So set your hours to a narrow productive window, say 9-5. But I would recommend making the window narrower say 2-5pm so that you can have long blocks of focused and uninterrupted time. If there's an emergency you can still be contacted.

Just make sure that you alert your team. Don't expect them to figure it out. 

Set Your Notification Sensitivity
Only Join Relevant Channels
Show Only Unread Channels
Show All Unreads in Sidebar
Mute Noisy Channels

There are some channels (especially those listening in to other apps) that can produce an absurd amount of notifications. If they aren't relevant to your team it might be best to mute them.

You have a lot of control here.

You can mute channels entirely, or specifically on Desktop or Mobile. 

In most cases it's wise to switch to "Just Mentions" 

Temporary Snooze

Even with these notification settings you might still want to Snooze notifications at unplanned moments. 

Search and Shortcuts

Good Shortcuts

COMMAND + K - switch between channels and DMs. This is MUCH FASTER than looking for a channel's or person's name in the sidebar. Just start typing and hit enter once the name is highlighted in blue.

ESCAPE - mark a single channel as read

SHIFT + ESCAPE - mark all channels and DMs as read (it's like inbox zero but faster)

COMMAND + SHIFT + M - see a list of all your recent mentions

Community Rules

A Lot Can Be Lost In Translation

Slack can create a casual feel and help remote teams connect. Sometimes though relationships can become strained. 

Recover From Chaos

Being Unproductive Is NOT Slack's Fault

It's likely at some point that your Slack communication will become cluttered. 

It's important to occasionally remind the team that Slack is a business tool.

SLACK EQUALS NOW, NOT LATER

When future items are discussed in Slack, important context for that task gets lost in the channel instead of its permanent home (i.e., a card or ticket). By keeping all conversation in a single destination, when that work then comes into focus, everyone has the right context and no one has to go searching for previous conversations.

Pin Important Notifications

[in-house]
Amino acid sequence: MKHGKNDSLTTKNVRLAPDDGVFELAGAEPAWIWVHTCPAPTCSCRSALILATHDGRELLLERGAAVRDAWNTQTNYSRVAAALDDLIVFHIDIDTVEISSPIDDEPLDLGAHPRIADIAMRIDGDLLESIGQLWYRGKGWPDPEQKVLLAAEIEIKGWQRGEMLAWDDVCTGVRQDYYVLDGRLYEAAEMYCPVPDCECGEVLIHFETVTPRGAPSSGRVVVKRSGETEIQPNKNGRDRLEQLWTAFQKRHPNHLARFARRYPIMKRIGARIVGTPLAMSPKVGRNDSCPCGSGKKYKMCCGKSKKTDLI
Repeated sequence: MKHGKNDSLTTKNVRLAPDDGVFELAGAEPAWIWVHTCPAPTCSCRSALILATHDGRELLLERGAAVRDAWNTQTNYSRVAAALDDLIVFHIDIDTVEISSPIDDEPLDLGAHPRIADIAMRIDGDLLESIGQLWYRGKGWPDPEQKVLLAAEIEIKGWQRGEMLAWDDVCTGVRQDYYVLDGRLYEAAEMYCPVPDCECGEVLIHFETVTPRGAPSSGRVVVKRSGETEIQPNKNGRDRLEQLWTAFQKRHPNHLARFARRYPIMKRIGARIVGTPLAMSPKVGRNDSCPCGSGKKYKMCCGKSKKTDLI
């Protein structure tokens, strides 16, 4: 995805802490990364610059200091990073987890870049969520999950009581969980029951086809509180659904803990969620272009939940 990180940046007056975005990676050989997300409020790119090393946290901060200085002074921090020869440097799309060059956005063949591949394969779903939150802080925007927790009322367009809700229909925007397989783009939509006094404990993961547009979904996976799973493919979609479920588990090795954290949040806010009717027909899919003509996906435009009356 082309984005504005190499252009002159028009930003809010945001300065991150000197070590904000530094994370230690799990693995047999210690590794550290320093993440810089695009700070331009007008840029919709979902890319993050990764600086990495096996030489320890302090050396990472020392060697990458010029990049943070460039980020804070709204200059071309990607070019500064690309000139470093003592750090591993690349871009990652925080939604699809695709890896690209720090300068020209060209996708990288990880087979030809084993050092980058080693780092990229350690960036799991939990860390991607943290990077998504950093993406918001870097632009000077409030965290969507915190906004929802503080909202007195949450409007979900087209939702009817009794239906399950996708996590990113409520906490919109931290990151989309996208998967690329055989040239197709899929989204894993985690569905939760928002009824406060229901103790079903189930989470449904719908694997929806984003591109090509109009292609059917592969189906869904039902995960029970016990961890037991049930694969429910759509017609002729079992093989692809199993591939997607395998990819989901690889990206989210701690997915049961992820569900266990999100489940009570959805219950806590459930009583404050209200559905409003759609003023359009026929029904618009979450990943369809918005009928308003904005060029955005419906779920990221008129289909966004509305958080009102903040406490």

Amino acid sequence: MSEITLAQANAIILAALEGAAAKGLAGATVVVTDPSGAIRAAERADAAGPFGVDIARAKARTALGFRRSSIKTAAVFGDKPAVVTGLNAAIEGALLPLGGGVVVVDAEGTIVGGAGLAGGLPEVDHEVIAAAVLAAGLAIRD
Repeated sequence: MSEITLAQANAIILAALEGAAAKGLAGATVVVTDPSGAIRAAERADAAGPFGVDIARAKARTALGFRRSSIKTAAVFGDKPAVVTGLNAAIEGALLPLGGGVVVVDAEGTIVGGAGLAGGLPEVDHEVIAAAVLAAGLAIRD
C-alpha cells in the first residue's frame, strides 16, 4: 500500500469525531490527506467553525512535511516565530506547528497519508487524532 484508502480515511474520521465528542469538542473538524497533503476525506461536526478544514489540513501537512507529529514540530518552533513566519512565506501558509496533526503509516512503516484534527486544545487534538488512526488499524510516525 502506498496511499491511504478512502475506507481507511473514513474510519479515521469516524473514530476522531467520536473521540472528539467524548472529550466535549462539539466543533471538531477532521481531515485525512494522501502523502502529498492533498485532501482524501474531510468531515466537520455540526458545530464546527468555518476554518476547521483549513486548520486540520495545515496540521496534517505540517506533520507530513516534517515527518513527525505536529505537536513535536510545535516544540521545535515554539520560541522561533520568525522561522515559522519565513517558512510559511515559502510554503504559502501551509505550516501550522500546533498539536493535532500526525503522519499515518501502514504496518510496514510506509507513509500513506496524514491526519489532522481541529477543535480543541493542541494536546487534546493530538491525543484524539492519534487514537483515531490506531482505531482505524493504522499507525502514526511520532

KEEP CONVERSATIONS IN CHANNELS

Almost all conversations should occur in a channel. Keeping conversations in channels ensures that all conversations are indexed and searchable. In other words, full context is available and not trapped between team members via direct messages (DMs). For example, a designer and developer, might talk about the nuances of an interaction. If that happens in DMs instead of a channel, a product manager would never know about it. Another developer who might step in to help would also lose that context.

An added benefit to this approach is that it greatly reduces the burden of direct messages. DMs can become overwhelming, especially because people feel they must be responded to, often immediately. By instead mentioning someone in a channel, they can get back to it when they have the opportunity to do so.

WHEN TO TAKE CONVERSATION OUTSIDE OF SLACK

Our general guideline is that if a topic is taking more then ten minutes to discuss in Slack, pop into a Hangout or walk over to someone’s desk. It doesn’t make sense to spend all day pecking away at a keyboard, especially when others may be getting confused or frustrated.

There are also times where it’s just best to stop discussing a topic either in Slack or otherwise. Take a step back and write up a document to clarify your thoughts, how a feature is supposed to work, or the ultimate outcome you’re attempting to accomplish. Then let others digest what you written and schedule some time to talk through it with them. As noted above, remember that Slack should not be the final resting place for important takeaways, action items, or next steps.

On-boarding Team Members

  • 1
    Share This Process Doc
  • 2
    Make It Fun
  • 3
    Introduce Team Leads
  • 4
    Join relevant channels
Make It Fun
  • 1
    All new employees have to Slack a Giphy in the #general channel

Giphy, the app that lets you search animated GIFs from the web, is integrated into Slack by simply typing /giphy and a keyword like “birthday” or “good morning.” It generates a random result that is usually hilarious. “That’s generally a pretty good icebreaker and sets the tone for how we communicate,” he adds. Since Managed by Q installed the Giphy tool, they estimate the animations account for 20% of all messages. “It’s like people forgot how to communicate in complete sentences.”